Gaudete Sunday 2024

Gaudete Sunday 2024 December 17, 2023

John 1.6-8, 19-28 (RSV-CE)

There was a man sent1 from God, whose name was John. He came for testimony, to bear witness2 to the light, that all might believe through him. He was not the light, but came to bear witness to the light. …

And this is the testimony of John, when the Jews sent priests and Levites from Jerusalem to ask him, “Who are you?” He confessed, he did not deny, but confessed, “I am not the Christ.”3 And they asked him, “What then? Are you Elijah?” He said, “I am not.” “Are you the prophet?” And he answered, “No.” They said to him then, “Who are you? Let us have an answer for those who sent us. What do you say about yourself?” He said, “I am the voice of one crying in the wilderness, ‘Make straight the way of the Lord,’4 as the prophet Isaiah said.”

Now they had been sent from the Pharisees. They asked him, “Then why are you baptizing,5 if you are neither the Christ, nor Elijah, nor the prophet?” John answered them, “I baptize with water; but among you stands one whom you do not know, even he who comes after me, the thong of whose sandal I am not worthy to untie.” This took place in Bethany6 beyond the Jordan, where John was baptizing.

John 1.6-8, 19-28 (my translation)

There was a man sent1 by God whose name was John. He came for testimony, to give testimony2 about the light, so that everyone would believe on account of him. This man was not the light, but came to give testimony about the light. …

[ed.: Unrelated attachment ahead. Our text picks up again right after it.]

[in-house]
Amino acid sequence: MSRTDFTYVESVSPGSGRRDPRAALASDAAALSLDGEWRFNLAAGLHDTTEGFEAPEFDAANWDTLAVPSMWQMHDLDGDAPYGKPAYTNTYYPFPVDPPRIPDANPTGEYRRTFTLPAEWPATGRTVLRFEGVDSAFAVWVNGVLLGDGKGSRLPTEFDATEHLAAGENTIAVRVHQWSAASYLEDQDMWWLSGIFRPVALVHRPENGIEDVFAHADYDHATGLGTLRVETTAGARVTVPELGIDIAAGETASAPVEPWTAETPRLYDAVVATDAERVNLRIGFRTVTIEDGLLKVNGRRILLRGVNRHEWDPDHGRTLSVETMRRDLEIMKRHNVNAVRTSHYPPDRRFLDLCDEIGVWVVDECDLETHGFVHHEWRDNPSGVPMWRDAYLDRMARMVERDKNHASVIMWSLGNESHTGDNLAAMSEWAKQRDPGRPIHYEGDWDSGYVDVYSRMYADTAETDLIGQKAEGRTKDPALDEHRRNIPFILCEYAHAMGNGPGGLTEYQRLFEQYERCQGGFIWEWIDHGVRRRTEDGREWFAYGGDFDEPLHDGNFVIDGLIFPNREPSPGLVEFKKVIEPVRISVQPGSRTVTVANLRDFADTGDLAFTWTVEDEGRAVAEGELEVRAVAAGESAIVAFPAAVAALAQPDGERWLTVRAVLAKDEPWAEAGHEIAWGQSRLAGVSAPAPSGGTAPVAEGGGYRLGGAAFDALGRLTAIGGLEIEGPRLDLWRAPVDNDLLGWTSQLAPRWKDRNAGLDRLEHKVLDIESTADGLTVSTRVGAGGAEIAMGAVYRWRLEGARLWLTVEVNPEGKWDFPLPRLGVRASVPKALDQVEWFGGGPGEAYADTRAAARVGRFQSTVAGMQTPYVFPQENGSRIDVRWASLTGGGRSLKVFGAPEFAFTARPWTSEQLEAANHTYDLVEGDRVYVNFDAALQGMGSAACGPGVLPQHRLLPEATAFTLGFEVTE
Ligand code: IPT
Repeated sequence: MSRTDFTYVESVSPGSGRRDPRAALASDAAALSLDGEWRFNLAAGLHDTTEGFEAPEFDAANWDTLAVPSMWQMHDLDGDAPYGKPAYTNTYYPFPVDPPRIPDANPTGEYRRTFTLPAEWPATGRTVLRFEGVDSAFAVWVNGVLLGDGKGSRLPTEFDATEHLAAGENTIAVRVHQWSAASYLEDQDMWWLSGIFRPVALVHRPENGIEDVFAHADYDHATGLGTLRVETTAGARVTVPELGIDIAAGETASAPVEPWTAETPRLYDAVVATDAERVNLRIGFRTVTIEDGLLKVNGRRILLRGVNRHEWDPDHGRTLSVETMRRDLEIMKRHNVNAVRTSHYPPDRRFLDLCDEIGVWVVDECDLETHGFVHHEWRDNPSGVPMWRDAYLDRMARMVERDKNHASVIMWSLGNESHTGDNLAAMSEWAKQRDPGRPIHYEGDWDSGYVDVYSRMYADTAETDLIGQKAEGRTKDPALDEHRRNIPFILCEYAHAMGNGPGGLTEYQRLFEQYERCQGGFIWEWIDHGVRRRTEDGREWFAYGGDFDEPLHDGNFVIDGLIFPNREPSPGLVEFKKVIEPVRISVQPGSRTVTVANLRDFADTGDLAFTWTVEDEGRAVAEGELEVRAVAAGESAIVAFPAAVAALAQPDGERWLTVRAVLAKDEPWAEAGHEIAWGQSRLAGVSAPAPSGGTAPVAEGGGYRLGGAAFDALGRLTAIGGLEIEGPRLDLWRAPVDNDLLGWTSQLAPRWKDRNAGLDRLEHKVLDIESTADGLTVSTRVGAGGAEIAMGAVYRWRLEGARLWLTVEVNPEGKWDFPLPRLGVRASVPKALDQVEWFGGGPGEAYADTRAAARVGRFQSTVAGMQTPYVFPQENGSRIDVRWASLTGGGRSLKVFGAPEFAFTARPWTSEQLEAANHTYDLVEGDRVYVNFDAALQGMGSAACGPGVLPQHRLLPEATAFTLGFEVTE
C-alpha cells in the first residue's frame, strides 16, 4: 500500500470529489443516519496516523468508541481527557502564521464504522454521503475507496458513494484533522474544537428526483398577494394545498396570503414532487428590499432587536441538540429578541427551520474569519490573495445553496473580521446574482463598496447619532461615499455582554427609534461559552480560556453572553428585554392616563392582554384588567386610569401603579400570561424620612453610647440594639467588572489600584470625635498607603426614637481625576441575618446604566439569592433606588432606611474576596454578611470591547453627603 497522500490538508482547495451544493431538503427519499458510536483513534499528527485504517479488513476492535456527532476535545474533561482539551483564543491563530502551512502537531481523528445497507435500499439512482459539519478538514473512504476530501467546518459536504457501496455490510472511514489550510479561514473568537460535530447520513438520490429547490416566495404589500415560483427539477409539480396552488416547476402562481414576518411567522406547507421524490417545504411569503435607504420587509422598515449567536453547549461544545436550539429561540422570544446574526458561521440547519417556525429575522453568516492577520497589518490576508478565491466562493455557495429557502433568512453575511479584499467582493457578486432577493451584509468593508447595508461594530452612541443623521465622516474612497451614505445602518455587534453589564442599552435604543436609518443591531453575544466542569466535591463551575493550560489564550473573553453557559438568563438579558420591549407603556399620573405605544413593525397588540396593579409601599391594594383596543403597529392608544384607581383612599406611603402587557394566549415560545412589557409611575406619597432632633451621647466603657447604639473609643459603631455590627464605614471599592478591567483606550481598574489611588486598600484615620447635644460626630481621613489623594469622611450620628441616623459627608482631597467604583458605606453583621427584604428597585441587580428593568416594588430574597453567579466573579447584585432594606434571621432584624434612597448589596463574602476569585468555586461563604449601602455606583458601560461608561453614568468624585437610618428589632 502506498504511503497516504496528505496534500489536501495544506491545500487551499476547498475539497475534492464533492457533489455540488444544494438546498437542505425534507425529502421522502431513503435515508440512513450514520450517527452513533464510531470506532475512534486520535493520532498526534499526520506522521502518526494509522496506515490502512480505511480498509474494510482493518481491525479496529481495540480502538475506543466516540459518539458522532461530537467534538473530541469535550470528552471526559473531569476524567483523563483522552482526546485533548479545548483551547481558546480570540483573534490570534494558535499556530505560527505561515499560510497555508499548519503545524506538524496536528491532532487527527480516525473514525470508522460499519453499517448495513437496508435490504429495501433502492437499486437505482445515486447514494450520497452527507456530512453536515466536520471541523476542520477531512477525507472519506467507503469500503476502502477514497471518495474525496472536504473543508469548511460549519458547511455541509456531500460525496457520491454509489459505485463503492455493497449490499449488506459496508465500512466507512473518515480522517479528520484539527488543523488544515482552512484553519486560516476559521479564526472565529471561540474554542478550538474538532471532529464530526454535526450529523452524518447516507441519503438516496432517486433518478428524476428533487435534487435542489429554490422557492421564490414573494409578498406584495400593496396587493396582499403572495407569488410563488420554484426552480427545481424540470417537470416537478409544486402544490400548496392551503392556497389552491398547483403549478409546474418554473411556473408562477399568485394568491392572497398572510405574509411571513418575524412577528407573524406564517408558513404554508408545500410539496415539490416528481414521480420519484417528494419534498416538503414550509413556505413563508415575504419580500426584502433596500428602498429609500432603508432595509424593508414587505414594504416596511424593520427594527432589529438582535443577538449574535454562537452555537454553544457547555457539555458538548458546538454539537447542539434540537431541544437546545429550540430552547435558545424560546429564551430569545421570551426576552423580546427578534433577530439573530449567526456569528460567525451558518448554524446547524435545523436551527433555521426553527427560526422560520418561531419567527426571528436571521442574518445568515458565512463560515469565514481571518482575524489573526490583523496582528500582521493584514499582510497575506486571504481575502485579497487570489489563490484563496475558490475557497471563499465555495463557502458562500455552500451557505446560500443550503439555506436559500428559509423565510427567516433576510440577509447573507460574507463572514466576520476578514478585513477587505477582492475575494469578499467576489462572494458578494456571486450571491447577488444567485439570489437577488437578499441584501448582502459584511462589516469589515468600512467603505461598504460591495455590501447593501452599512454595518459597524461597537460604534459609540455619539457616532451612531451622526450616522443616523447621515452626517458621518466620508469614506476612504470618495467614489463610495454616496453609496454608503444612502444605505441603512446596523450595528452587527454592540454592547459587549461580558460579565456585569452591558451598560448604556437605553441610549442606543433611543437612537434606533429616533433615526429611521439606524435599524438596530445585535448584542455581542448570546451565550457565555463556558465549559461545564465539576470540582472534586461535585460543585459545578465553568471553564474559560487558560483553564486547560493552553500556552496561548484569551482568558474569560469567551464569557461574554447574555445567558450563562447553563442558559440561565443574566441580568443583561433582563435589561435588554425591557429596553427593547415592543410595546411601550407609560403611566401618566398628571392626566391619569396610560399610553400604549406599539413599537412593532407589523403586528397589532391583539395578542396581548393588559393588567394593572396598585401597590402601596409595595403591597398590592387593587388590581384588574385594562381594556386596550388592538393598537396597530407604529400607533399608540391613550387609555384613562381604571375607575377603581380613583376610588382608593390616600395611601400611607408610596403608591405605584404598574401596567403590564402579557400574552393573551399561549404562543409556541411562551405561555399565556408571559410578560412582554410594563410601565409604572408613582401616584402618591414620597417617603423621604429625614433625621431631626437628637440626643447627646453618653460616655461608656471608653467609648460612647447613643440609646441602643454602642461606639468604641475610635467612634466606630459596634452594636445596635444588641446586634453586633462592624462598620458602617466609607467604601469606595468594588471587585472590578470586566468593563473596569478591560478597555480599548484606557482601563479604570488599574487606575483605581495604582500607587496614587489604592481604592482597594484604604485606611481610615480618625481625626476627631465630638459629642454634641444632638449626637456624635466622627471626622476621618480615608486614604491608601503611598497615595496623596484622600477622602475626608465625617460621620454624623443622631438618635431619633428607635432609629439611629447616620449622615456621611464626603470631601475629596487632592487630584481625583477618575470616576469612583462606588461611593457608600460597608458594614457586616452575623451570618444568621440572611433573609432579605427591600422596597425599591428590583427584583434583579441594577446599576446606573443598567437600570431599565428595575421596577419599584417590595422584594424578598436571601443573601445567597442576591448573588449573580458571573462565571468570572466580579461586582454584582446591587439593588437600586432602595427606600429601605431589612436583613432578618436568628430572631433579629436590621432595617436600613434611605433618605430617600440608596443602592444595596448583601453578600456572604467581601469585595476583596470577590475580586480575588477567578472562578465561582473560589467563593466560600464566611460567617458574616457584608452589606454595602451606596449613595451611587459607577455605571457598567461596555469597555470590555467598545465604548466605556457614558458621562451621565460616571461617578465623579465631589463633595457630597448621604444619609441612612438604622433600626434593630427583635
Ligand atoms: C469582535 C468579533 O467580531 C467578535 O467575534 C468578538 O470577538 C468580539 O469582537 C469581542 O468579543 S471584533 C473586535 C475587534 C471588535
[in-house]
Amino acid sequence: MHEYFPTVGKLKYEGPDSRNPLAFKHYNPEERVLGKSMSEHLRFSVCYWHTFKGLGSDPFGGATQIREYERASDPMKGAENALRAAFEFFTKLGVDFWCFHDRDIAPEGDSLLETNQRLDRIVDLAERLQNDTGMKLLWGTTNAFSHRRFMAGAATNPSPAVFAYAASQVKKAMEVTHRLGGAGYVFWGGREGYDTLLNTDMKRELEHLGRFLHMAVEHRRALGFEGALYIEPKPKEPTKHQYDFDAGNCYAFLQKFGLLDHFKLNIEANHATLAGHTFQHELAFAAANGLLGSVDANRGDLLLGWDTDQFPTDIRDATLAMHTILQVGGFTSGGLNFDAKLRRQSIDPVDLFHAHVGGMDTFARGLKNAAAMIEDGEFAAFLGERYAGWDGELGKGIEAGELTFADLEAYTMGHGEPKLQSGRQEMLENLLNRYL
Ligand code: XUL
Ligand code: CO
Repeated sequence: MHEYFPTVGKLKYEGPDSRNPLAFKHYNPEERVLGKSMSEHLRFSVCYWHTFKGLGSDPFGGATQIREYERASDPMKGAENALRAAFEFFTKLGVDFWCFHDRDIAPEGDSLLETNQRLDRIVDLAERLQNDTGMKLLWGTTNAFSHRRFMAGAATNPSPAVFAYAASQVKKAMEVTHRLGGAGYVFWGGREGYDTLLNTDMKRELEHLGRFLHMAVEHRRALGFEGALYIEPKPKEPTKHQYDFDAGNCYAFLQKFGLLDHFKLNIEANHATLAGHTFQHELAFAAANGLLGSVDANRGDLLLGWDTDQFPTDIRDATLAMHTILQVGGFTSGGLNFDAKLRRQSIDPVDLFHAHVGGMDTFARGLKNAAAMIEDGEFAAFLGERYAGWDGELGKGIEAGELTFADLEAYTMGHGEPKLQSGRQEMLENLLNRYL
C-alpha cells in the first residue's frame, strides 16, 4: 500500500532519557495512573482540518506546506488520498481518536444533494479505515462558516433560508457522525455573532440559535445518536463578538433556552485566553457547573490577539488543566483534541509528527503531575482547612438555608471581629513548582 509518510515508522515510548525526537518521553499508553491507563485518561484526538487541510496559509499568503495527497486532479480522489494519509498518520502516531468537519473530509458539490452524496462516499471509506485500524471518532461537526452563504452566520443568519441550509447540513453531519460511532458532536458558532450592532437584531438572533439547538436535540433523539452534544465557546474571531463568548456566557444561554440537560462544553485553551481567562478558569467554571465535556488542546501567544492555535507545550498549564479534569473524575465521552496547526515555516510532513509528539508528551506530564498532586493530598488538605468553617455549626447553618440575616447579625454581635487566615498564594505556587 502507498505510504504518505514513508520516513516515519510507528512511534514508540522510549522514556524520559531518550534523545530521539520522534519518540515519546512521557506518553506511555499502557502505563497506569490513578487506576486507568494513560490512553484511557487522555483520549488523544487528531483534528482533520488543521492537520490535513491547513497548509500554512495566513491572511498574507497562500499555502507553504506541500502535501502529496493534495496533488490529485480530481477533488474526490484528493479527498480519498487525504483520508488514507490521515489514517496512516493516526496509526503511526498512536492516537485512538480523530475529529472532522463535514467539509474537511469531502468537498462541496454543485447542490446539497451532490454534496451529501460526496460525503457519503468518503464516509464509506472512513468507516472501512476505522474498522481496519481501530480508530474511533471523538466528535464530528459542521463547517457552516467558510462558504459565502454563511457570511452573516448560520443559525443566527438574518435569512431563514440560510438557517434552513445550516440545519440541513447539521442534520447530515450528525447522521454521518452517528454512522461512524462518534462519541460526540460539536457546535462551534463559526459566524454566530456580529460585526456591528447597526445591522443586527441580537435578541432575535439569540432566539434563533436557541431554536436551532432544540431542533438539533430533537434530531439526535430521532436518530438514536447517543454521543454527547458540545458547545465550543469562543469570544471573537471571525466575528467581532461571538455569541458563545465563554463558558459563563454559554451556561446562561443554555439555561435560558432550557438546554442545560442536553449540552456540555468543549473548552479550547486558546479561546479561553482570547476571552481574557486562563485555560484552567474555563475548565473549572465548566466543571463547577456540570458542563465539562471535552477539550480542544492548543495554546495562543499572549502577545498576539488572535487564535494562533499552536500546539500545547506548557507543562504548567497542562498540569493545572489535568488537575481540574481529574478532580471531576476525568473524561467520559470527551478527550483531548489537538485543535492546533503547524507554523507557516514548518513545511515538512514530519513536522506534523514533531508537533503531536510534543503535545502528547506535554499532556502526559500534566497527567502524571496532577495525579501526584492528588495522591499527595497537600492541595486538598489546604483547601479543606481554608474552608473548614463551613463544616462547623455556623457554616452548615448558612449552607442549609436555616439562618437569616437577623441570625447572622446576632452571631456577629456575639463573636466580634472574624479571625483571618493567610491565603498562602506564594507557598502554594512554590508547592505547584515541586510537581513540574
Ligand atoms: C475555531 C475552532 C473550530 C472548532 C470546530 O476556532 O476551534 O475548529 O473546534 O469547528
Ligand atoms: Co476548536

Now this is the testimony of John, when the Jews sent priests and Levites to him from Jerusalem to ask him: “Who are you?” And he admitted and did not deny, and admitted that “I am not the Anointed.”3

And they asked, “Then who? Are you Elijah?” And he said, “I am not.” “Are you the Prophet?” And he answered: “No.” So they said to him, “Who are you? So that we may give an answer to those who sent us; what have you to say for yourself?” He said: “I am a voice shouting in the desert, ‘Make way for the Lord,’4 just as Isaiah the prophet said.” Now, those who had been sent were from among the Pharisees, and they asked him and said to him, “Then why do you perform immersions,5 if you are neither the Anointed nor Elijah nor the Prophet?”

John answered them, saying: “I perform immersions in water; in the middle of you stands one whom you do not know, who comes behind me; I am not worthy, no, not to loosen the strap of his sandal.” (These things happened in Bethany-over-the-Jordan,6 where John was performing immersions.)

I’ve my usual textual notes on this Gospel, six in all, which are addressed in the section further down creatively named “Numeric Textual Notes.” I made three other notes as well, which were initially also on individual textual points; however, they ballooned so much that I decided to discuss them separately, especially since they have broad application throughout the Fourth Gospel.